Charlie Jane Anders
Review by Kris
Warning: Reviewing This Requires A Few Unavoidable Minor Spoilers. I Have Tried To Keep These To A Minimum But To Be Completely Unspoiled Do Not Read This, The Book Cover Or Any Promotional Materials As They All Have Similar Levels Of Information
If there was an election for Empress of the Geekverse (a post which does not but should exist) I would willingly volunteer in Charlie Jane Anders campaign office. She has proven herself over the years to have a unique understanding of the genre and a marvelous storyteller. For me her gift is in crafting fabulous worlds in order to carefully construct nuanced philosophical messages, yet being able to ground them in characters who can carry us along and never for one moment doubt the secondary reality she weaves around us. In All the Birds in the Sky she absolutely helms all her skills together.
Through both humour and horror, we follow the story of Patricia and Laurence, two outcasts both so different and yet so similar. They are constantly put down by everyone around them yet they have the power to either save or destroy the world, the former through magic, the latter through technology.
What is the solution in the end then? I think there is one very telling passage:
“‘But don’t you get that romance is an essentially bourgeois contrivance? At best, it’s anachronistic. At worst, it’s a distraction for people who aren’t preoccupied with survival. Why would you waste your time helping people find their ‘true love’ instead of doing something worthwhile?’
‘Maybe I’m just doing what I can?”
And this is the heart of story for me. Sometimes big bold ideas to change the world can be important but maybe the best solution is through love and just doing the little you can. Both Patricia and Laurence put the weight of the world on their shoulders in order to save it but maybe if everyone was just a little bit kinder to each other, all these disasters would not take place.
However, their position is understandable as they are shaped by, not quite horrible people, but certainly unpleasant individuals who react poorly in the face of the unfamiliar. Patricia’s family are so goal-oriented she has to do her own personal research projects at school just in order for them to be convinced she is actually studying and lock her in her room if she acts out of the ordinary. Laurence’s family, conversely dislike his intelligence and want him to spend more time socialising and playing outdoors instead. Neither have any real friends until they meet each other and are able to embrace who they are.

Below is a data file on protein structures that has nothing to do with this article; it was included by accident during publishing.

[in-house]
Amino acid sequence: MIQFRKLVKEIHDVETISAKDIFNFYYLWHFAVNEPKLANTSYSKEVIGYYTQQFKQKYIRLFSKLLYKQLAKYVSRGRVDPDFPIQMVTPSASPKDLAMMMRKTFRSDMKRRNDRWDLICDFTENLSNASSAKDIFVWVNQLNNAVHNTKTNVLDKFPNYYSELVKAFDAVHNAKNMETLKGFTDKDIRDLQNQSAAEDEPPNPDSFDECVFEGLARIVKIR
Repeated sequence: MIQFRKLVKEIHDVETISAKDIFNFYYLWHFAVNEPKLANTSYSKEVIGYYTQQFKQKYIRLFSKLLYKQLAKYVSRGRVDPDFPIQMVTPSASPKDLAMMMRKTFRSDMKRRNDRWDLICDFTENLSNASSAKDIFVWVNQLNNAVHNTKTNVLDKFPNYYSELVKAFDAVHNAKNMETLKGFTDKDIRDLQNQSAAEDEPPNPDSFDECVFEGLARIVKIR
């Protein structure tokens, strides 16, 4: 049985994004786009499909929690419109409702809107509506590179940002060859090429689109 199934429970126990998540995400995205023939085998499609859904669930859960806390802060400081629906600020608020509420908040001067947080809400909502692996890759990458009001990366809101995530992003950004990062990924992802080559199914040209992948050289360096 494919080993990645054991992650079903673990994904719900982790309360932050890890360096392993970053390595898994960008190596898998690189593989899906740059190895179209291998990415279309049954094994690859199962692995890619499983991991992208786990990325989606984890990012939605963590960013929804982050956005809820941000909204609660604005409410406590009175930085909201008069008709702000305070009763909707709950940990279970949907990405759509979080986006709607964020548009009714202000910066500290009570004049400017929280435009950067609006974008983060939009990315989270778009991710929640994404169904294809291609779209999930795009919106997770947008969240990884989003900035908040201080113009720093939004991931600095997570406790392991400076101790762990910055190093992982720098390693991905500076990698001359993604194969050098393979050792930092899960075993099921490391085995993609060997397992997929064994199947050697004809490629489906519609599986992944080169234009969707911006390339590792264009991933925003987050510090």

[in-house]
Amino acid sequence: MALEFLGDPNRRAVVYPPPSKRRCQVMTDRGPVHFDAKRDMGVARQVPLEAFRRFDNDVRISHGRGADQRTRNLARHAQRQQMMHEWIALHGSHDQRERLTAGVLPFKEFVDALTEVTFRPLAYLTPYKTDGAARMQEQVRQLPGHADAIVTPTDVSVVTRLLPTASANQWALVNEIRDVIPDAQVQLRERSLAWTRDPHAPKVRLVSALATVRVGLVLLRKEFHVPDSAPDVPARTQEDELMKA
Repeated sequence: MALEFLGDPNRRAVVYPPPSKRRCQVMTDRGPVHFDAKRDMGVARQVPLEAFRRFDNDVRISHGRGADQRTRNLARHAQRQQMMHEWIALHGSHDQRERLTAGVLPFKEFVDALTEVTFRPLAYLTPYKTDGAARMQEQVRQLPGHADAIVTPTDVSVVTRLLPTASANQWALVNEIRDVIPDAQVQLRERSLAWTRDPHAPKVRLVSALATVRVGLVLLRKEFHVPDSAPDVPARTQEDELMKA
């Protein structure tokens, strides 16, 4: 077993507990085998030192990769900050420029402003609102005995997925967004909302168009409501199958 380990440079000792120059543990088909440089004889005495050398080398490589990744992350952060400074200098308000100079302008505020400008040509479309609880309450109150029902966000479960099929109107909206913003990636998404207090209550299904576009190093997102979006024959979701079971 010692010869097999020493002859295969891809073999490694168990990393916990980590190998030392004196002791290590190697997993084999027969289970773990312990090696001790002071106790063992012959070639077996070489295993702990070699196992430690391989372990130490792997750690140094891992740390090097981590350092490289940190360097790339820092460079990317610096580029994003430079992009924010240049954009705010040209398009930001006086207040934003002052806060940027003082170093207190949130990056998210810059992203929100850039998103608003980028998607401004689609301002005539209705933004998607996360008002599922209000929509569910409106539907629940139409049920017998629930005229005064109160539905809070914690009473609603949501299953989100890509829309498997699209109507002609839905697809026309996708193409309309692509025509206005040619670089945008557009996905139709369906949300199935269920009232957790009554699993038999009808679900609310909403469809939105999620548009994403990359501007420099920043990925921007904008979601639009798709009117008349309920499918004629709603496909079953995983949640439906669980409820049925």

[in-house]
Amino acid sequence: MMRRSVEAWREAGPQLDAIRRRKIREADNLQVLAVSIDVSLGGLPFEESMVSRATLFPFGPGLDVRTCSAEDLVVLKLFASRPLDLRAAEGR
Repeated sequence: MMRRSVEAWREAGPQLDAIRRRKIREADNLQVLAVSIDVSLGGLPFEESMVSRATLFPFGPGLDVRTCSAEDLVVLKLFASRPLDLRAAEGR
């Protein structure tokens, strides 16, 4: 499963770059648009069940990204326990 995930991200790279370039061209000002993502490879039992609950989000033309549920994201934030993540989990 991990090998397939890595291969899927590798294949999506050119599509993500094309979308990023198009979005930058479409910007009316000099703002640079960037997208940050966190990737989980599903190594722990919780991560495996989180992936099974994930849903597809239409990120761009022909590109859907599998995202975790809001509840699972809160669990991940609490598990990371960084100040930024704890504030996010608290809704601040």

Yet when they then meet many years later their lives have diverged to the extent that it is hard to imagine them ever having been friends once. Yet something keeps drawing them together. To the point where you have to hope their shared past can inspire love, not hate. For their situation is mirrored in the world around them. Selfishness and fear have created the disastrous environment in which they inhabit but anger and hate and fear and violence cannot be the solutions. Things need to move in a new direction.
The world they inhabit is like a choice fruit salad of current pop-cultural tastes. There are magic schools and wormholes. Rockets and environmental catastrophes. Talking cats, bullying teenagers and evil teachers. East coast hipsters and ambitious tech billionaires. But, it does not feel like Anders is simply jumping on a band-wagon. Instead she has created a melange of science fiction and fantasy world which by the mix of flavours really captures the moment we are in. But yet it is not one that I feel will age. By setting it in the future of now as a historical scene, it becomes crystallised and can be revisited without losing the magic of the original bite.
I am very much a stylist and many “great novels” I have failed to finish simply due to linguistic choices of the author. This style here is so unusual I might reasonably have assumed would have taken me out of the plot. It is predominantly just people hanging out in everyday situations and talking about how their lives are going. And yet, somehow, it never becomes slow or boring, nor does it feel stagey or like a cheap trick. The story ran along at such a pace I wished I could stop work and sleep to keep going. Even the sex scenes, which I skim read in many books due to the tedium of their narration, were a brilliant reflection of the interrelations of the various characters and demonstrated how the lovehate dynamic was developing without stopping the rhythm of the piece or becoming exploitative.
Not only has this set a dangerously high watermark for the rest of the year’s releases I think will be continued to be read, discussed and enjoyed for years to come. And if Charlie Jane Anders can continues to write other tales as spellbindingly fabulous as this, I may just have to make her an imperial crown.